The Justice Ministry oversees the functioning of courts, registers, notary chambers and forensic experts. The justice minister has the power to propose the suspension of judges.

Minister for Investment and Regional Development - Veronika Remišová (Za Ľudí)

Za Ľudí Chair Veronika Remišová graduated from the University of Performing Arts. She also holds a degree from Sorbonne in Paris and the Collège d'Études Interdisciplinaires in Brussels. She then went on to work for the European Commission, dealing with the programme for youth and education.

In the 2016 election, she ran as the leader of the OĽaNO slate. In 2019, she joined the Za Ľudí party. She is mainly known for her anti-corruption and investigative activities, which she started as a blogger.

Speaker of Parliament - Boris Kollár (Sme Rodina)

Boris Kollár is a Slovak entrepreneur and politician who leads the Sme Rodina (We are Family) movement. Before he entered politics, he was mainly active in operating ski centres. He has owned the popular Fun Radio station since 1999.

Kollár became an MP in 2016.

He was friends with an underworld boss as a child, and as adults, they ran a business together. He has also faced other suspicions of contact with the Bratislava underworld.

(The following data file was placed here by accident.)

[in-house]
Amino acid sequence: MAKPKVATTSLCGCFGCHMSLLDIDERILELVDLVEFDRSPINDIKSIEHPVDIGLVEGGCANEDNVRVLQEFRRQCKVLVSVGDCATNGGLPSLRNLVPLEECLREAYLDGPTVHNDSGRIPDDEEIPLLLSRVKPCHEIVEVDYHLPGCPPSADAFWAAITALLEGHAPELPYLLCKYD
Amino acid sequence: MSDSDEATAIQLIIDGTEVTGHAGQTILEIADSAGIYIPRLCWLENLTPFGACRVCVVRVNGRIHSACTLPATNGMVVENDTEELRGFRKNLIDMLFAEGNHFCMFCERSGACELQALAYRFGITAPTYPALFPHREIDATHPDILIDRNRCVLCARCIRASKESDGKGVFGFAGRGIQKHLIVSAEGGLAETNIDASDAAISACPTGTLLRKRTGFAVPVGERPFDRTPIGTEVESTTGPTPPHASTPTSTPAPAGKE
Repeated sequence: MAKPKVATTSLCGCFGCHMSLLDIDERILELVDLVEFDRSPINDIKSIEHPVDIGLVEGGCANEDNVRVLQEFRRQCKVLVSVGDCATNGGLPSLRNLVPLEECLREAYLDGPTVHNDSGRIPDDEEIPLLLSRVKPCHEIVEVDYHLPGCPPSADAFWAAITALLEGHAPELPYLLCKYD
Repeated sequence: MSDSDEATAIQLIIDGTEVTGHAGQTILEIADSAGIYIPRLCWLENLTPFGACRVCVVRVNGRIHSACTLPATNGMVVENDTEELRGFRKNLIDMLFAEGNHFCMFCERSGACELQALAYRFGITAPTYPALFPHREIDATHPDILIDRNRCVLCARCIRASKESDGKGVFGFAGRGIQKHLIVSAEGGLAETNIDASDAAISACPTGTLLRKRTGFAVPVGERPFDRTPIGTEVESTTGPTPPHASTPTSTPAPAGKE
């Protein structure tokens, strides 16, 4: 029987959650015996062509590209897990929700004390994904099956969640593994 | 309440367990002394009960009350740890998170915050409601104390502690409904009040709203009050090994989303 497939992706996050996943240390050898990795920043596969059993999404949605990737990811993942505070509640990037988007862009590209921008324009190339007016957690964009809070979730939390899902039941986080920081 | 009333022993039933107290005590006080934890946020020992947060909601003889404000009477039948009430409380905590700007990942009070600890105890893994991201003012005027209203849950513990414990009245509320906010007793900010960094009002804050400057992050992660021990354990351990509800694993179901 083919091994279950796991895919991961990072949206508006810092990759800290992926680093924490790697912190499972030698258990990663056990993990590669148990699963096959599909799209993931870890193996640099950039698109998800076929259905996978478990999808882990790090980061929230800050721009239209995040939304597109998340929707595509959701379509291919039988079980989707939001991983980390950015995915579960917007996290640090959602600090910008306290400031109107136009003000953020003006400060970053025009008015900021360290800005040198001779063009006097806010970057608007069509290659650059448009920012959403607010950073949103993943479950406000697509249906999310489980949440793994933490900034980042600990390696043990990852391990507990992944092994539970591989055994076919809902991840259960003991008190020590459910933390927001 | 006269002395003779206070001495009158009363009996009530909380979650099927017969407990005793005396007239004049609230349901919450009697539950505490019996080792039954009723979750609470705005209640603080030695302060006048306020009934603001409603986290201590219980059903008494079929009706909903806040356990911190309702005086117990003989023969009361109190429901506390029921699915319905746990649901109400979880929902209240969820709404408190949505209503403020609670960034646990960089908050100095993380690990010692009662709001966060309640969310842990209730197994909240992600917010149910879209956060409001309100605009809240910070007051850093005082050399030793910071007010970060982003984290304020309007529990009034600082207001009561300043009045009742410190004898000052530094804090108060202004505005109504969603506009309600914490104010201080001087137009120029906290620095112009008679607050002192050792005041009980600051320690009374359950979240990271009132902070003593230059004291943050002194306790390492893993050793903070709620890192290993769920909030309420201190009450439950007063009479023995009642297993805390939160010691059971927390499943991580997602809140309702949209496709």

His coalition partners have criticised him for his membership in the Europe of Nations and Freedom group in the European Parliament. The group gathers anti-refugee parties in the EU.

As the parliament's speaker, Kollár will hold the second top constitutional post in the country after the president. His main task is to preside over parliamentary sessions. In the event Slovakia does not have a duly elected president or the president is unable to execute his or her post for health reasons, some presidential powers are transferred to the parliamentary speaker, like the power to appoint and dismiss cabinet members.